Showing posts with label Christ in the Psalms. Show all posts
Showing posts with label Christ in the Psalms. Show all posts

Thursday, February 4, 2016

Christ is the Meaning of the Law

Earlier in Psalm 19, we saw Christ as the meaning of the stars and also wonderfully portrayed by the sun. As we continue in this psalm, we discover that Christ is the meaning of the Law of Moses, which is to say, we understand the Law through him. All the Law and Prophets, he said, are about him. In the Sermon on the Mount he made it very clear that he did not come to abolish the Law or the Prophets but to fulfill them. He is the perfect revelation of God’s purpose in them. If we want to know what they are about, or ever were, we have only to look to the Lord Jesus.
The law of the LORD is perfect,
    refreshing the soul.
The statutes of the LORD are trustworthy,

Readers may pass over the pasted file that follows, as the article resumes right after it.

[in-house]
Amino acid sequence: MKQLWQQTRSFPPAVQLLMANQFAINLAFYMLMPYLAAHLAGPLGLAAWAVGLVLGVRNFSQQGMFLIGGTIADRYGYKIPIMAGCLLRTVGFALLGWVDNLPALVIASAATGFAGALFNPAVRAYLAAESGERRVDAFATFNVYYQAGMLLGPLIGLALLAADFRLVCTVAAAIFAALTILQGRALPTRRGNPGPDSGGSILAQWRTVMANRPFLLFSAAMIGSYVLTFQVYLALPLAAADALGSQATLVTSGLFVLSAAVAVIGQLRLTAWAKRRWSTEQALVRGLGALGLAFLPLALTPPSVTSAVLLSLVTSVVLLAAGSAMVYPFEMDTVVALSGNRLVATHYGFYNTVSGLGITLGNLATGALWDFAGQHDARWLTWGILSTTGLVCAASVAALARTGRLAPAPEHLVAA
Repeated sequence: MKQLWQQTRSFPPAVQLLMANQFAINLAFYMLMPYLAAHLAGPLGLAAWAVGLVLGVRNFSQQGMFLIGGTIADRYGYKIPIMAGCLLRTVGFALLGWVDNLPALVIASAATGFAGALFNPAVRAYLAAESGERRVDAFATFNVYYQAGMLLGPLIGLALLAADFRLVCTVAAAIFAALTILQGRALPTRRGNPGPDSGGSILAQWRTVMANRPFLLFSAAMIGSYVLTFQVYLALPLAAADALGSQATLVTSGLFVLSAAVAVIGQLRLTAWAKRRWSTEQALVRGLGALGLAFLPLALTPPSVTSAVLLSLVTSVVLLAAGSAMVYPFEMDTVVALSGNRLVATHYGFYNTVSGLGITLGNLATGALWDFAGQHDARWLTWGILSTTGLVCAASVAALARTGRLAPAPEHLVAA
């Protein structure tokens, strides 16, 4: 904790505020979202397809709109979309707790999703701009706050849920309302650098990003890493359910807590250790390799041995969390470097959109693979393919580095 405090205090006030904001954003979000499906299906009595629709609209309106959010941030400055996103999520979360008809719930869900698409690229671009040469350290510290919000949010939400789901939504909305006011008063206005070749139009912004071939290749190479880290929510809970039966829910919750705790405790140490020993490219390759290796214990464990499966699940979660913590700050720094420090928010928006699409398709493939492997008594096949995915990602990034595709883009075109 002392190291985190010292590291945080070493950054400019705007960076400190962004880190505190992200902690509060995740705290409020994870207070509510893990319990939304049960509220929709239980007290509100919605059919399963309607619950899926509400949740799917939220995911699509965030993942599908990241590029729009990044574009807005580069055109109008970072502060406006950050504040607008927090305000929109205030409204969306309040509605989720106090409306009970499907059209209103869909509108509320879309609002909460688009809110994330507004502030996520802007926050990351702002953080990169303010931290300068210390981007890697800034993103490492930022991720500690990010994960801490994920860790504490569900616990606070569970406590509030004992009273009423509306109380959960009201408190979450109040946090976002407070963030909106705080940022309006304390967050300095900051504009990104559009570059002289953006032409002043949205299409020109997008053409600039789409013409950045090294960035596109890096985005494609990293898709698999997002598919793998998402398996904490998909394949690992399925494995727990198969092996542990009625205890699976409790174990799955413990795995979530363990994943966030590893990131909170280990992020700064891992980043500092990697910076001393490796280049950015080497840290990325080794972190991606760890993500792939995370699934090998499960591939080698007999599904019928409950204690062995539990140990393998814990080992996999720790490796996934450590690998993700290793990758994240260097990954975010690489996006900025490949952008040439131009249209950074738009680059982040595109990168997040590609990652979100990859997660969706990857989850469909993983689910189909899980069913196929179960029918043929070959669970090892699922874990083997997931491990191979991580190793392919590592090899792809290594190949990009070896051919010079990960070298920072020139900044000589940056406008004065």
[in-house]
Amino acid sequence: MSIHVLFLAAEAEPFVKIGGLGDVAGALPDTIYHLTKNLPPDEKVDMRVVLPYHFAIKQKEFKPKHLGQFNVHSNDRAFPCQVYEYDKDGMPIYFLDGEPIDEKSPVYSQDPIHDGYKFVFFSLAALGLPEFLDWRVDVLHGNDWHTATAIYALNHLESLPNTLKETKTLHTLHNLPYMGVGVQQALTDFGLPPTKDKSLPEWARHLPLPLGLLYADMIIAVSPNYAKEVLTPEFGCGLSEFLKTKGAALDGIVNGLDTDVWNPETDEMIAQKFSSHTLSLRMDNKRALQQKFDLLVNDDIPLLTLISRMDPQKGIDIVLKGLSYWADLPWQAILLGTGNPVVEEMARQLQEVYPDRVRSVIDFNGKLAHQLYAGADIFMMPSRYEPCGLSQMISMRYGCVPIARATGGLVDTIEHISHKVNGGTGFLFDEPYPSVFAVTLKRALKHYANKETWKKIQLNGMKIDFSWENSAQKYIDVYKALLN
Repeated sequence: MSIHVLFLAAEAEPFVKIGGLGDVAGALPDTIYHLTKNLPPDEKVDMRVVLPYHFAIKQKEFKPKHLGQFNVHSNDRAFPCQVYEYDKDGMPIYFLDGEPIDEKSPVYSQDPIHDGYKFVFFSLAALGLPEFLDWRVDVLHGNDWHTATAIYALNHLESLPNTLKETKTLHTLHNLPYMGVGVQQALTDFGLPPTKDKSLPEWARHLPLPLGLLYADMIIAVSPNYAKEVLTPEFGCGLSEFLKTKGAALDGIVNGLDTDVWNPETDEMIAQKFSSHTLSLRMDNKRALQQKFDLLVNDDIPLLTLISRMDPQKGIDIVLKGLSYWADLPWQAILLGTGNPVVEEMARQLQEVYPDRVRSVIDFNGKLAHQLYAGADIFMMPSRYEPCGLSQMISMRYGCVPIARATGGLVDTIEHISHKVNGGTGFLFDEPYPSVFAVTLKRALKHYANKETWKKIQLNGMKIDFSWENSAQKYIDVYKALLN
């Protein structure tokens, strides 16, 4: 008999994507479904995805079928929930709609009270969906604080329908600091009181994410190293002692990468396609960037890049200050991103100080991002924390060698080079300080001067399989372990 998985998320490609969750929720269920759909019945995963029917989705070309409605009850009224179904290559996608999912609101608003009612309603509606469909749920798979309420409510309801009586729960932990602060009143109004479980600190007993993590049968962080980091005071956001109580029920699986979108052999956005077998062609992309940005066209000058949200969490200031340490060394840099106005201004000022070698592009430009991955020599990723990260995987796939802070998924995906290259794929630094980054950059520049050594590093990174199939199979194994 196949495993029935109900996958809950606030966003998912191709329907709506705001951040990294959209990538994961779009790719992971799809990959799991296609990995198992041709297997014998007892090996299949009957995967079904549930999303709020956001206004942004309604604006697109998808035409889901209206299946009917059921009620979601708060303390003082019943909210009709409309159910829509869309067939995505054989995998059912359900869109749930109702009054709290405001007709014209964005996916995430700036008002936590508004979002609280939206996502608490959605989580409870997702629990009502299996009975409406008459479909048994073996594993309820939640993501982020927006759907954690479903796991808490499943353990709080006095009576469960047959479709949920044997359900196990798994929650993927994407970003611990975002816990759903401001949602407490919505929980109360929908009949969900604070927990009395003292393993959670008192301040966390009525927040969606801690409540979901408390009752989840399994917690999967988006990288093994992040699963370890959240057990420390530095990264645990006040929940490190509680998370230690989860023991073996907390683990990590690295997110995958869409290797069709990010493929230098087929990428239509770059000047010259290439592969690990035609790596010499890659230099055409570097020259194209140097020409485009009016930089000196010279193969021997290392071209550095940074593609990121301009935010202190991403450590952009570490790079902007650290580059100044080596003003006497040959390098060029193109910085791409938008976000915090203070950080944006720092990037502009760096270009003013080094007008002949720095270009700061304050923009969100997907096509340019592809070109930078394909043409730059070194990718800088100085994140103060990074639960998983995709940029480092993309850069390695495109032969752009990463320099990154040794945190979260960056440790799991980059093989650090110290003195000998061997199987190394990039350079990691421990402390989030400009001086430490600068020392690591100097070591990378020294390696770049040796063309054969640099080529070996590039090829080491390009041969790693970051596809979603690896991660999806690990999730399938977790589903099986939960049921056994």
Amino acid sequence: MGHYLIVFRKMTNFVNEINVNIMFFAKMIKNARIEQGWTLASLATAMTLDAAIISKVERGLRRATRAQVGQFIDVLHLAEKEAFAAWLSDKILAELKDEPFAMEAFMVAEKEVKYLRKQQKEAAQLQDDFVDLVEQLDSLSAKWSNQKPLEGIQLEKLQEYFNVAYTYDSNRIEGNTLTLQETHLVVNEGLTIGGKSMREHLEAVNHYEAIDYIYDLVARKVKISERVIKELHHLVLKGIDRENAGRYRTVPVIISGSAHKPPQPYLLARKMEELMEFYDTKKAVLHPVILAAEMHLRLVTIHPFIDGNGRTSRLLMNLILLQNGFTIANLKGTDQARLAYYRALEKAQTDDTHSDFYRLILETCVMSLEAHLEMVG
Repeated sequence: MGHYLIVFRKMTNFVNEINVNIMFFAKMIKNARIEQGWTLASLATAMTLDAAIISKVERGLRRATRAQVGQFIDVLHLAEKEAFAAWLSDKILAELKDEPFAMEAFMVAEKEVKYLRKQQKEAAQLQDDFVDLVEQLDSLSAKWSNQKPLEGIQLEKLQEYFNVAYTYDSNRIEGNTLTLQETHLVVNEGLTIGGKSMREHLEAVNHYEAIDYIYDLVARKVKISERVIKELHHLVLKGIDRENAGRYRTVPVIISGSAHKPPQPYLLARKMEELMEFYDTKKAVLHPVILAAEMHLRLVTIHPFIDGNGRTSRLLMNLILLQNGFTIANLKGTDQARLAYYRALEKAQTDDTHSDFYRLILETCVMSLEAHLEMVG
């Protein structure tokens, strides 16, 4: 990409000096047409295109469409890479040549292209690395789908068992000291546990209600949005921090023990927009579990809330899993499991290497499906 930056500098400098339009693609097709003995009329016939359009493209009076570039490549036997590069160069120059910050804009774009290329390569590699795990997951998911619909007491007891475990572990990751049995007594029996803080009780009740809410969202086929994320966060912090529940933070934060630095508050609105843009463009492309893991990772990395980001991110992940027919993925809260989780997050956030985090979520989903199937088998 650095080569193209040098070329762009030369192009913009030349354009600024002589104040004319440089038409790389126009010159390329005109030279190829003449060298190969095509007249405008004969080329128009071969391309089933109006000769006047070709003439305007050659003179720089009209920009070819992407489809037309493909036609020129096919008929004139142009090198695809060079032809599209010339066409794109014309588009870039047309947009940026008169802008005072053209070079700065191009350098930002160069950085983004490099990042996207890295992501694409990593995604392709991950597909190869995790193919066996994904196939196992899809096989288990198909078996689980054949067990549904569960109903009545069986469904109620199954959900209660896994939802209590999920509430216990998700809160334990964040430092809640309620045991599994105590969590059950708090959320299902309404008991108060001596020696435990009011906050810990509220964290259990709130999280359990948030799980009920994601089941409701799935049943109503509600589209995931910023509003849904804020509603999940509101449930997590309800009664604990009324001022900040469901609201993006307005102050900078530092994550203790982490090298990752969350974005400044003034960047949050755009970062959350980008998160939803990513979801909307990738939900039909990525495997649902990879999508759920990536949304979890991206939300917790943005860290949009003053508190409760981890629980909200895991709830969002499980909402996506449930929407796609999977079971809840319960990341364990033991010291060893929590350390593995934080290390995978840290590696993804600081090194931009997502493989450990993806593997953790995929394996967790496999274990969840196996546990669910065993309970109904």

making wise the simple.
The precepts of the LORD are right,
    giving joy to the heart.
The commands of the LORD are radiant,
    giving light to the eyes.
The fear of the LORD is pure,
    enduring forever.
The decrees of the LORD are firm,
    and all of them are righteous.
(Psalm 19:7-9)
Christ is God’s ultimate word to the world, the perfect expression of God’s being. He is the Good Shepherd who “refreshes” or “converts” (KJV) our souls, turning us back to the path of what is right and true and loving. His teaching is a sure and trustworthy foundation upon which the wise may build their house. His ways are straight and true and lead us to joy. He is the very radiance of God’s glory, giving us light by which we may see God. He is the personification of pure love and awe toward God, doing only what pleases the Father. His law is summed up in this commandment: Love one another.
They are more precious than gold,
    than much pure gold;
they are sweeter than honey,
    than honey from the honeycomb.
By them your servant is warned;
    in keeping them there is great reward.
(Psalm 19:10-11)